Monday, November 4, 2013

The Saving Ridiculousness of Kolya and Zaccheus

In his Sunday Angelus message to the crowds in St. Peter’s Square, Pope Francis praised the "ridiculous" actions of Zaccheus, the short tax collector who climbed a tree in order to be able to see Jesus in the crowds. "This external gesture, a little ridiculous, nevertheless expresses the interior attitude of a man who seeks to bring himself above the crowd in order to have contact with Jesus.... he is ridiculous, but it is a gesture of salvation." (Kerri Lenartowick reporting in the National Catholic Register, November 3, 2013)
When I read this morning that on Sunday Pope Francis referred to Zaccheus as "ridiculous," it reminded me of some lines from an enticing chapter of Dostoevsky's The Brothers Karamazov that a friend recently sent to me:
"Karamazov, tell me, am I very ridiculous now?"

"Don't think about that, don't think of it at all!" cried Alyosha. "And what does ridiculous mean? Isn't everyone constantly being or seeming ridiculous? Besides, nearly all clever people now are fearfully afraid of being ridiculous, and that makes them unhappy. All I am surprised at is that you should be feeling that so early, though I've observed it for some time past, not only in you. Nowadays the very children have begun to suffer from it. It's almost a sort of insanity. The devil has taken the form of that vanity and entered into the whole generation; it's simply the devil," added Alyosha, without a trace of the smile that Kolya, staring at him, expected to see. "You are like everyone else," said Alyosha, in conclusion, "that is, like very many others. Only you must not be like everybody else, that's all."

"Even if everyone is like that?"

"Yes, even if everyone is like that. You be the only one not like it. You really are not like everyone else, here you are not ashamed to confess to something bad and even ridiculous. And who will admit so much in these days? No one. And people have even ceased to feel the impulse to self-criticism. Don't be like everyone else, even if you are the only one."
Merriam-Webster's defines ridiculous as "arousing or deserving ridicule: extremely silly or unreasonable: absurd, preposterous." The key word here, it seems to me, is deserving. A deserved treatment or response is warranted, earned, just.

Was Kolya in fact "ridiculous"? Did he deserve ridicule, that is, to be criticized, judged, shamed? Alyosha's response wasn't "no, you aren't." In fact, he implies that Kolya was not only ridiculous but in fact was "bad." Yet his response to Kolya's tentative confession was, in Kolya's word, "consoling."

Kolya responds to Alyosha's compassion with words that could have been spoken by the equally "ridiculous" Zaccheus:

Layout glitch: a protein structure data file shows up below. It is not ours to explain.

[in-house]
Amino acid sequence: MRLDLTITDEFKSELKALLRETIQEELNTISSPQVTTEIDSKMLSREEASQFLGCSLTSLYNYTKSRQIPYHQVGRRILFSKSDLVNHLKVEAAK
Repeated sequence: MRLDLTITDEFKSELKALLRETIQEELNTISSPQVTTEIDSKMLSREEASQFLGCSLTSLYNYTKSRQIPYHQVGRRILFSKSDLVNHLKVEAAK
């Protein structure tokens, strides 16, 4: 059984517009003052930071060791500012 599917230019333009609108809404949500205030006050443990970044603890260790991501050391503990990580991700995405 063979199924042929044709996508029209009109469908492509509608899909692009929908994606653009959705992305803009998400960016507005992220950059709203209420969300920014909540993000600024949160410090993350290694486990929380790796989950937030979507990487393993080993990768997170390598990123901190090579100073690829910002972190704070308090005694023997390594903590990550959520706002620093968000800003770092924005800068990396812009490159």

"Oh, how I have longed to know you, Karamazov! I've long been eager for this meeting."
Isn't this precisely why Zaccheus climbed that tree? And when Jesus saw him perched there he called to him, "Zaccheus, come down quickly, for today I must stay at your house." And Zaccheus did come down, "and received him with joy" (Luke 19:6).

I haven't read enough of The Brothers Karamazov to know precisely what difference Alyosha's compassion made in how Kolya lived his life. For Zaccheus, however, the encounter with Jesus was clearly transformative. In the words of Pope Francis, Zaccheus' eagerness was "a gesture of salvation," and it resulted not only in words of repentance but also in actions: "Behold, half of my possessions, Lord, I shall give to the poor, and if I have extorted anything from anyone I shall repay it four times over.”

The encounter between Kolya and Alyosha resembles the way many of us feel when we first encounter Jesus: we feel both known and loved. "How you know it all before hand!" Kolya declares, and "Oh, how I love you and admire you at this moment...!" Alyosha warns that the future will not be easy: "You know, Kolya, you will be very unhappy in your life" (though he does soften the message with the previously demonstrated consolation, "but you will bless life on the whole all the same," which also seems to hint at authentic conversion in Kolya). And even Kolya recognizes the gravity of the relationship: "Do you know, all this last month I've been saying to myself, 'Either we shall be friends at once, for ever, or we shall part enemies to the grave!'"

I will close with what appear to be the words with which Pope Francis ended his message about Zaccheus:
He is Father, always watchfully and lovingly waiting to see revived in the heart of his child the desire to return home. And when he recognizes this desire, even if simply hinted at [as Kolya hinted to Alyosha about his own sense of being "ridiculous"], and many times almost unconscious, he is immediately next to him, and with his forgiveness makes the path of conversion and return lighter [as Alyosha did for Kolya].

Brothers and sisters, let us also call upon the name of Jesus! In the depths of our hearts, listen to his voice that tells us, "Today I must stop at your house; I want to stop at your house and in your heart," that is, in your life. And let us welcome him with joy.

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